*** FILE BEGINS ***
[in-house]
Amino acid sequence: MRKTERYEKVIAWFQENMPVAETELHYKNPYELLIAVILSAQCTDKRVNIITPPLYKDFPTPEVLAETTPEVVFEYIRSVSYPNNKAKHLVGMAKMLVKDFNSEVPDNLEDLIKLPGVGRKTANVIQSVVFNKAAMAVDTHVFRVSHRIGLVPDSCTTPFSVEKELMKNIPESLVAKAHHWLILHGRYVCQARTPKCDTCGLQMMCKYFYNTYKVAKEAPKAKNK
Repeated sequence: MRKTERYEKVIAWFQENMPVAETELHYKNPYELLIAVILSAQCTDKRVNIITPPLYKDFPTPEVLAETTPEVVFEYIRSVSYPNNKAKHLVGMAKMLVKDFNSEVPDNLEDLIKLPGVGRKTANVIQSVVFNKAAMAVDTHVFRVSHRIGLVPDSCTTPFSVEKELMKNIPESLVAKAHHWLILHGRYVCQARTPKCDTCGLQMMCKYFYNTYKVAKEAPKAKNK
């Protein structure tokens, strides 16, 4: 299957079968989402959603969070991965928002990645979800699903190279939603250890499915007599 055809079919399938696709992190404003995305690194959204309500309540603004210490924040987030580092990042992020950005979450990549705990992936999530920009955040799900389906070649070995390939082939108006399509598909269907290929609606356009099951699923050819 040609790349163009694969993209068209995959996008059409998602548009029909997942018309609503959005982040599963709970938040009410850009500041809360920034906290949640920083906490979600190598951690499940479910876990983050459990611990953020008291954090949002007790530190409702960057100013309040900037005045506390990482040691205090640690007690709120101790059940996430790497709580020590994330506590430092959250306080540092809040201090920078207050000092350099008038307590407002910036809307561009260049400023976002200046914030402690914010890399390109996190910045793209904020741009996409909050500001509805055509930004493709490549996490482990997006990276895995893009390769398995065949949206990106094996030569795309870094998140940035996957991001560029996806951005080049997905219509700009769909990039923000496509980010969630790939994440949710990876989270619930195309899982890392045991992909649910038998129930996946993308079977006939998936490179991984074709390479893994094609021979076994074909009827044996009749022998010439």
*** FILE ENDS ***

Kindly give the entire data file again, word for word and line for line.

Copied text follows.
[in-house]
Amino acid sequence: MRKTERYEKVIAWFQENMPVAETELHYKNPYELLIAVILSAQCTDKRVNIITPPLYKDFPTPEVLAETTPEVVFEYIRSVSYPNNKAKHLVGMAKMLVKDFNSEVPDNLEDLIKLPGVGRKTANVIQSVVFNKAAMAVDTHVFRVSHRIGLVPDSCTTPFSVEKELMKNIPESLVAKAHHWLILHGRYVCQARTPKCDTCGLQMMCKYFYNTYKVAKEAPKAKNK
Repeated sequence: MRKTERYEKVIAWFQENMPVAETELHYKNPYELLIAVILSAQCTDKRVNIITPPLYKDFPTPEVLAETTPEVVFEYIRSVSYPNNKAKHLVGMAKMLVKDFNSEVPDNLEDLIKLPGVGRKTANVIQSVVFNKAAMAVDTHVFRVSHRIGLVPDSCTTPFSVEKELMKNIPESLVAKAHHWLILHGRYVCQARTPKCDTCGLQMMCKYFYNTYKVAKEAPKAKNK
């Protein structure tokens, strides 16, 4: 299957079968989402959603969070991965928002990645979800699903190279939603250890499915007599 055809079919399938696709992190404003995305690194959204309500309540603004210490924040987030580092990042992020950005979450990549705990992936999530920009955040799900389906070649070995390939082939108006399509598909269907290929609606356009099951699923050819 040609790349163009694969993209068209995959996008059409998602548009029909997942018309609503959005982040599963709970938040009410850009500041809360920034906290949640920083906490979600190598951690499940479910876990983050459990611990953020008291954090949002007790530190409702960057100013309040900037005045506390990482040691205090640690007690709120101790059940996430790497709580020590994330506590430092959250306080540092809040201090920078207050000092350099008038307590407002910036809307561009260049400023976002200046914030402690914010890399390109996190910045793209904020741009996409909050500001509805055509930004493709490549996490482990997006990276895995893009390769398995065949949206990106094996030569795309870094998140940035996957991001560029996806951005080049997905219509700009769909990039923000496509980010969630790939994440949710990876989270619930195309899982890392045991992909649910038998129930996946993308079977006939998936490179991984074709390479893994094609021979076994074909009827044996009749022998010439």